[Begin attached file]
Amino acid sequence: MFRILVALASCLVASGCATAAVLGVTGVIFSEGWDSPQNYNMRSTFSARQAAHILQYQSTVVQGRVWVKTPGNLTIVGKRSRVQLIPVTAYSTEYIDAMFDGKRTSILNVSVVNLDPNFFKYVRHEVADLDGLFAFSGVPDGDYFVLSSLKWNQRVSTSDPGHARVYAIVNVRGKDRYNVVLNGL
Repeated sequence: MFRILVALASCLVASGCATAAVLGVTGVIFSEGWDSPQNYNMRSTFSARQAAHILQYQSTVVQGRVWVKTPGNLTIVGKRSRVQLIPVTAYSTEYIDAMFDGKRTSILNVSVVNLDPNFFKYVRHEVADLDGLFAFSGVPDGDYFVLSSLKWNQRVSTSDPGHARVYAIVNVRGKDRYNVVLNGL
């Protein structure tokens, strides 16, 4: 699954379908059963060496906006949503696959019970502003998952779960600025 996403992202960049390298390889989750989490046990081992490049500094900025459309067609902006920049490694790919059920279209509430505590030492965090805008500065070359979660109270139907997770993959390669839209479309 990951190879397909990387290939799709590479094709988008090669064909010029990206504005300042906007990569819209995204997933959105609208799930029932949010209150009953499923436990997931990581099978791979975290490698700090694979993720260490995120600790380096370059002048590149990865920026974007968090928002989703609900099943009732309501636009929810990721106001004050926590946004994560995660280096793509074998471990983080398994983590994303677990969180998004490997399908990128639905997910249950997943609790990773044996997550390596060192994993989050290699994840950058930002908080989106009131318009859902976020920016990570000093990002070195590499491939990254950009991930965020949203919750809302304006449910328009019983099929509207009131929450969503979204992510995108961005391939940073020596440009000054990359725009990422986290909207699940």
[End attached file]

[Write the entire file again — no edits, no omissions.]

Amino acid sequence: MFRILVALASCLVASGCATAAVLGVTGVIFSEGWDSPQNYNMRSTFSARQAAHILQYQSTVVQGRVWVKTPGNLTIVGKRSRVQLIPVTAYSTEYIDAMFDGKRTSILNVSVVNLDPNFFKYVRHEVADLDGLFAFSGVPDGDYFVLSSLKWNQRVSTSDPGHARVYAIVNVRGKDRYNVVLNGL
Repeated sequence: MFRILVALASCLVASGCATAAVLGVTGVIFSEGWDSPQNYNMRSTFSARQAAHILQYQSTVVQGRVWVKTPGNLTIVGKRSRVQLIPVTAYSTEYIDAMFDGKRTSILNVSVVNLDPNFFKYVRHEVADLDGLFAFSGVPDGDYFVLSSLKWNQRVSTSDPGHARVYAIVNVRGKDRYNVVLNGL
């Protein structure tokens, strides 16, 4: 699954379908059963060496906006949503696959019970502003998952779960600025 996403992202960049390298390889989750989490046990081992490049500094900025459309067609902006920049490694790919059920279209509430505590030492965090805008500065070359979660109270139907997770993959390669839209479309 990951190879397909990387290939799709590479094709988008090669064909010029990206504005300042906007990569819209995204997933959105609208799930029932949010209150009953499923436990997931990581099978791979975290490698700090694979993720260490995120600790380096370059002048590149990865920026974007968090928002989703609900099943009732309501636009929810990721106001004050926590946004994560995660280096793509074998471990983080398994983590994303677990969180998004490997399908990128639905997910249950997943609790990773044996997550390596060192994993989050290699994840950058930002908080989106009131318009859902976020920016990570000093990002070195590499491939990254950009991930965020949203919750809302304006449910328009019983099929509207009131929450969503979204992510995108961005391939940073020596440009000054990359725009990422986290909207699940």